Two Deer Creek Christmases
Lighted candles warmed what may well have been Wyoming’s first decorated Christmas—before there was a Wyoming. The candles are a German tradition—they’re part of the winter warmth and light that the carol “O Tannenbaum” recalls. At Christmas 1859, a lighted tree filled most of a small log building on Deer Creek, about two miles upstream from creek’s mouth at present Glenrock, Wyo.
Packed closely around were some army officers, a Native family and a few German Lutheran missionaries. Missionary Moritz Braeuninger read from the Scriptures. Capt. W.F. Raynolds, his officers and the Indians, at least as shown in a sketch by one of the missionaries, all listened closely. The Oregon Trail ran nearby. Downstream at the mouth of Deer Creek on the North Platte was a busy stage station and trading post.
Government exploration, Indian business and high hopes had brought these people together. Raynolds was leading a small, two-year expedition of soldiers and civilian scientists from the U.S. Topographical Engineers to explore regions drained by the Yellowstone River, and had come down to the North Platte from the Yellowstone as winter was closing in. In 1857, a group of Mormons had begun building a stage and freight depot on the site for a planned West-wide operation to be owned and run by the Church of Jesus Christ of Latter-day Saints. Later that year, as the U.S. Army marched toward Utah to re-establish federal control there, the Mormons abandoned the place.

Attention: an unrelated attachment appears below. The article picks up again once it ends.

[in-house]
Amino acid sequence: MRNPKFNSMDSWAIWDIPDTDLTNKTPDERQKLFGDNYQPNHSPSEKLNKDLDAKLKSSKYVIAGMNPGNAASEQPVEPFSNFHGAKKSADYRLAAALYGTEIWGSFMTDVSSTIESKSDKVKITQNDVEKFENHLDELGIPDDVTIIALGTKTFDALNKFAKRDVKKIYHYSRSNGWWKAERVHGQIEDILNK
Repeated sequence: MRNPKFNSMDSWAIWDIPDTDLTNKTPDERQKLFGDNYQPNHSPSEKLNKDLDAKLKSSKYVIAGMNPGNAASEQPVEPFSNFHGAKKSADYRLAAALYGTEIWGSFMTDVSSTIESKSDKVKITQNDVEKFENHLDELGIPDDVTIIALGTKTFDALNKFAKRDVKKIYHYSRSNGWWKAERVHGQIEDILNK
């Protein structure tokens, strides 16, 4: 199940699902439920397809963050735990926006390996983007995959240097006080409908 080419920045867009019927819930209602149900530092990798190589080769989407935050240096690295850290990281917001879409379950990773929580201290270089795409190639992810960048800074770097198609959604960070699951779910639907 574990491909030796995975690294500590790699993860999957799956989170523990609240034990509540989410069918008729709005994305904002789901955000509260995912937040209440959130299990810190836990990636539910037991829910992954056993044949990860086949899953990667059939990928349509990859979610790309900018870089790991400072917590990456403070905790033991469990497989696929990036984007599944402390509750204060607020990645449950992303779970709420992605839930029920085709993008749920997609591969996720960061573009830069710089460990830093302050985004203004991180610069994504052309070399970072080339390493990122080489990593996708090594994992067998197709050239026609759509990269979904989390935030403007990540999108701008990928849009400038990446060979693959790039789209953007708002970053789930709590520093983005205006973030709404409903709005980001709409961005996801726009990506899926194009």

In 1858, the independent-minded Thomas Twiss, U.S. Indian agent to the tribes of the upper North Platte, had moved his agency 100 miles up the river from Fort Laramie and established it on Deer Creek in buildings the Mormons had abandoned. As a result, by 1859, there were always likely to be tribal people there, who had business at the agency. And the Lutherans were there because they hoped to save the Indians’ souls.
Badly underfunded, speaking very little English, the missionaries that first winter relied on credit from trader Joseph Bissonette at the trading post and on extra rations and living space in the former Mormon buildings shared with them by Twiss and the Raynolds party. The following summer, the missionaries tried to establish an outpost to proselytize to the Crow tribe on Powder River, 100 miles to the north. They didn’t understand that Crows and Lakota Sioux were often at war, however, and after some misunderstandings one of the Germans was killed by Lakotas. The rest retreated back to Deer Creek, and kept a mission going there for four more years, some of that time traveling with Cheyenne bands, but converting very few.
We have an account—and another sketch—of Christmas on Deer Creek in 1863. By that time three Cheyenne boys had converted; their translated names were Brown Moccasin, Little Bone and Owl Head. The missionaries described them as orphans, though their families seem to have objected. “On Christmas eve 1863,” historian James Nottage reports in his article on WyoHistory.org, “the boys were enthralled by a tree decorated with candles and happily received presents, including harmonicas, which they played late into the night. On Christmas Day, the youngest boy, Brown Moccasin, was baptized and renamed Frederick B. Sigmund Christopher. Little Bone’s baptism followed the next Easter. He was renamed Paul.”
Things did not turn out well, especially for the boys. But those two Christmases can still remind us of the complex motives and forces that were always mixing people and peoples in unlikely ways in those times — and ours. Maybe they can help us remember: However we got here, we’re all in this together. Merry Christmas from WyoHistory.org.